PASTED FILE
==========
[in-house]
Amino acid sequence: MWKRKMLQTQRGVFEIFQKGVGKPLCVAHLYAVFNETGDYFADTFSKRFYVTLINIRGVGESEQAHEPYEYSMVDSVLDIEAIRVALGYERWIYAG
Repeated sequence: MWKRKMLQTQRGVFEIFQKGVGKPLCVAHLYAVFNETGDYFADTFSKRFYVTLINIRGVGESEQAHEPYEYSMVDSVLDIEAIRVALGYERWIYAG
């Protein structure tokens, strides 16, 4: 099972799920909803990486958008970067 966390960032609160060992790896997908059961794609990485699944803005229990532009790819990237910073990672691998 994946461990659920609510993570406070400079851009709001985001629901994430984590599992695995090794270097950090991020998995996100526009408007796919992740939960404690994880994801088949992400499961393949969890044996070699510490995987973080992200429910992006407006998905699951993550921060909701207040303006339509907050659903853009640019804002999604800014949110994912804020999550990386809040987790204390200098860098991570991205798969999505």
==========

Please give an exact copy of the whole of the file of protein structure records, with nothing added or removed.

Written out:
[in-house]
Amino acid sequence: MWKRKMLQTQRGVFEIFQKGVGKPLCVAHLYAVFNETGDYFADTFSKRFYVTLINIRGVGESEQAHEPYEYSMVDSVLDIEAIRVALGYERWIYAG
Repeated sequence: MWKRKMLQTQRGVFEIFQKGVGKPLCVAHLYAVFNETGDYFADTFSKRFYVTLINIRGVGESEQAHEPYEYSMVDSVLDIEAIRVALGYERWIYAG
């Protein structure tokens, strides 16, 4: 099972799920909803990486958008970067 966390960032609160060992790896997908059961794609990485699944803005229990532009790819990237910073990672691998 994946461990659920609510993570406070400079851009709001985001629901994430984590599992695995090794270097950090991020998995996100526009408007796919992740939960404690994880994801088949992400499961393949969890044996070699510490995987973080992200429910992006407006998905699951993550921060909701207040303006339509907050659903853009640019804002999604800014949110994912804020999550990386809040987790204390200098860098991570991205798969999505």